After completing his BSc from St. Joseph’s college he joined the Madras Institute of Technology (MIT), for studying aeronautical engineering. From MIT, he went to Hindustan Aeronautics Limited (HAL) at Bangalore as a trainee. As aeronautical engineer Dr. Kalam had two options -- in short, to join the Directorate of Technical Development and Production, or DTD & P (Air) of the Ministry of Defence or the Indian Air Force. As he could not make it to Indian Air Force, Dr. Kalam joined the Technical Centre (Civil Aviation) of the DTD & P (Air) as Senior Scientific Assistant on a basic salary of Rs. 250/-. While working at the Air force Directorate he got a chance to realise his dream. He joined the Indian Committee for Space Research (INCOSPAR), the predecessor of the Indian Space Research Organisation (ISRO). And thus Kalam started his much talked about career in rocket and missile technology

Dr. Kalam has been often referred to as the "Missile Man of India" and was the Project Director of India's first indigenous Satellite Launch Vehicle (SLV-III). Career. He graduated in aeronautical engineering from the Madras Institute of Technology in 1958 and joined the Defence Research and Development Organisation (DRDO). In 1962, Kalam joined the Indian Space Research Organisation (ISRO). In 1982, he rejoined DRDO as the Chief Executive of Integrated Guided Missile Development Programme (IGMDP). Dr. Kalam is credited with the development and operationalisation of India's Agni and Prithvi missiles. He worked as the Scientific Adviser to the Defence Minister and Secretary, Department of Defence Research & Development from 1992 to 1999. During this period , the Pokhran-II nuclear tests were conducted. Dr. Kalam held the office of the Principal Scientific Advisor to the Government of India from November 1999 to November 2001.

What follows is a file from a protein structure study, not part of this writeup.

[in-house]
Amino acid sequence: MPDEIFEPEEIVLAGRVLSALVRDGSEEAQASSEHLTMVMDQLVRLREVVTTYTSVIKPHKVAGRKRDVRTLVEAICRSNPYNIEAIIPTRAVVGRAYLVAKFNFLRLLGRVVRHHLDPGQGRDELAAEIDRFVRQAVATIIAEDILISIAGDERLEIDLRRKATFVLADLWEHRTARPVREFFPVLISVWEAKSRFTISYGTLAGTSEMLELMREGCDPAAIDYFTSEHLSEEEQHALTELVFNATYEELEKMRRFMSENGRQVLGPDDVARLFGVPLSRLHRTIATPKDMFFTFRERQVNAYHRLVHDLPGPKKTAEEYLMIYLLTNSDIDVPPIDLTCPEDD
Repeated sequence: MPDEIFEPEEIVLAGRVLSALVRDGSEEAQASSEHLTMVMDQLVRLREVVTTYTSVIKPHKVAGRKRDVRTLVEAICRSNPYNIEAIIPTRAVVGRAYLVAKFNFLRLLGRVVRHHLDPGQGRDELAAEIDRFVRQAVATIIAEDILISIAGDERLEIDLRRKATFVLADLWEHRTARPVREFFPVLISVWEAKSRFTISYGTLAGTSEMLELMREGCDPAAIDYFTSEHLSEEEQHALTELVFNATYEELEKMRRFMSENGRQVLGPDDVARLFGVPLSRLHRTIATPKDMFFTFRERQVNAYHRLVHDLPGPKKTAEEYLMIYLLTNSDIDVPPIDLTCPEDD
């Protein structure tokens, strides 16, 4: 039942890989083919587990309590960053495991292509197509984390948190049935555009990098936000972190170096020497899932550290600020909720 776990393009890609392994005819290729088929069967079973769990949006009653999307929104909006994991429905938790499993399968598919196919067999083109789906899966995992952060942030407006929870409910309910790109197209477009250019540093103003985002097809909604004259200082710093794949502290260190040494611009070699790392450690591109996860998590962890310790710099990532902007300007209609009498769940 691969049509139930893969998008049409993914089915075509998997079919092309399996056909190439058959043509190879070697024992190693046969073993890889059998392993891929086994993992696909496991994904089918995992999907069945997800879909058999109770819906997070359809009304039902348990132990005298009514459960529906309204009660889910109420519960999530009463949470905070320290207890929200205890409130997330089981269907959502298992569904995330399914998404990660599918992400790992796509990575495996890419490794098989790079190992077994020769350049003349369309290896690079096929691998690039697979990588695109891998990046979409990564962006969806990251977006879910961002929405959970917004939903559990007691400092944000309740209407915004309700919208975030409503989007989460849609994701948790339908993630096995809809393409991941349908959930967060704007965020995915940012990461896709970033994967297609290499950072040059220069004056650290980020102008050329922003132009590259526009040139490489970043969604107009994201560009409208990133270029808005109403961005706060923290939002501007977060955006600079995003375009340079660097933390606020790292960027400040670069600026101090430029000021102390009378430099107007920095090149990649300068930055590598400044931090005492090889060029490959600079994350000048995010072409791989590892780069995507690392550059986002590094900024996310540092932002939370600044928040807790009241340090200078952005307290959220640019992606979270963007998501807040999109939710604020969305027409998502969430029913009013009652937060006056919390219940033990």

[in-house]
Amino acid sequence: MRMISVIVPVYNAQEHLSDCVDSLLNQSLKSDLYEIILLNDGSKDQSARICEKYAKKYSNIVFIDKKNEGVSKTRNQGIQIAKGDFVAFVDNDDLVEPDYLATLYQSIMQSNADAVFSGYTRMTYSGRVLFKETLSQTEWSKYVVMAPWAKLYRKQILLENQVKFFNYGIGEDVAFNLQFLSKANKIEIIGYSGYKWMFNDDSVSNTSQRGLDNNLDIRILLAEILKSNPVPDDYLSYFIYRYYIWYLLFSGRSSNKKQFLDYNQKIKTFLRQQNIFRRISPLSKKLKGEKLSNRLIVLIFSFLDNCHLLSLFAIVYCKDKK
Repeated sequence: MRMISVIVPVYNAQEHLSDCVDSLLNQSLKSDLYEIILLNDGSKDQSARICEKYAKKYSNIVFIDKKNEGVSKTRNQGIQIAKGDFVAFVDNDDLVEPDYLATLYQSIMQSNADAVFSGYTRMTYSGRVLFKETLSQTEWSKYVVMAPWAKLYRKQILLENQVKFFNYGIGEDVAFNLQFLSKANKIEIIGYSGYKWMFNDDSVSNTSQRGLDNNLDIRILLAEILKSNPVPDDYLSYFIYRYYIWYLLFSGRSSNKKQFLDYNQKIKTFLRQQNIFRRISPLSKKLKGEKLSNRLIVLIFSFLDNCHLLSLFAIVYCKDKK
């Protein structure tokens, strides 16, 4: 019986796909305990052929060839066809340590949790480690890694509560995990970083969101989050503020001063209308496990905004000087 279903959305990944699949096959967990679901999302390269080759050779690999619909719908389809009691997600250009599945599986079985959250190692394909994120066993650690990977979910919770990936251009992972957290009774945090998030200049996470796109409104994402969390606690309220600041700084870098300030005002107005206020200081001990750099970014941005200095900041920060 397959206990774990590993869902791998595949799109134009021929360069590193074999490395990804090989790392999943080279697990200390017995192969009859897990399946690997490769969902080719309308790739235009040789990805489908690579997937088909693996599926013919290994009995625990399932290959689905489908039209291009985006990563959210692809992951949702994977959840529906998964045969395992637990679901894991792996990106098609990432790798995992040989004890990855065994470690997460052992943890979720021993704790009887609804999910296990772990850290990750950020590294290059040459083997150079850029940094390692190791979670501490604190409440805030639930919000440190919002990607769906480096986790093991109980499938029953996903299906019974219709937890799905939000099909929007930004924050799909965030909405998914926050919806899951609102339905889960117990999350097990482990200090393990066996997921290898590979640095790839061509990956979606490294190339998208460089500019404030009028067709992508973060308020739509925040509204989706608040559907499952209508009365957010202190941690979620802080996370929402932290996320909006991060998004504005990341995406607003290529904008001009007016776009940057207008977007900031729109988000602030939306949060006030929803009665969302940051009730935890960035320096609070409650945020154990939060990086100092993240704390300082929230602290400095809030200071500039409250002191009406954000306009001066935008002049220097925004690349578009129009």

Dr. Kalam took up teaching at Anna University, Chennai from November 2001. He is a prolific author. His books , "Wings of Fire", "India 2020 - A Vision for the New Millennium", "My journey" and "Ignited Minds - Unleashing the power within India" have become bestsellers. He is a favourite with children all over the country and has met children all over the country and has encouraged them with his learned talks.

Dr. Kalam has received a host of awards both in India and abroad. He was awarded the Padma Bhushan in 1981, Padma Vibhushan 1990 and the Bharat Ratna in 1997. He is of the view that we should work wholeheartedly to make India a developed nation by 2020.Besides being a bachelor, Kalam is a strict disciplarinian, a complete vegetarian and teetotaler. Among the many firsts to his credit, he became India's first President to undertake an undersea journey when he boarded the INS Sindhurakshak, a submarine, from Visakhapatnam. He also became the first president to undertake a sortie in an fighter aircraft, a Sukhoi-30 MKI.

A notable engineer, he is often referred to as the Missile Man of India for his work and is considered a progressive mentor, innovator and visionary in India. He is also popularly known as the People's President. His term as president ended on July 25, 2007.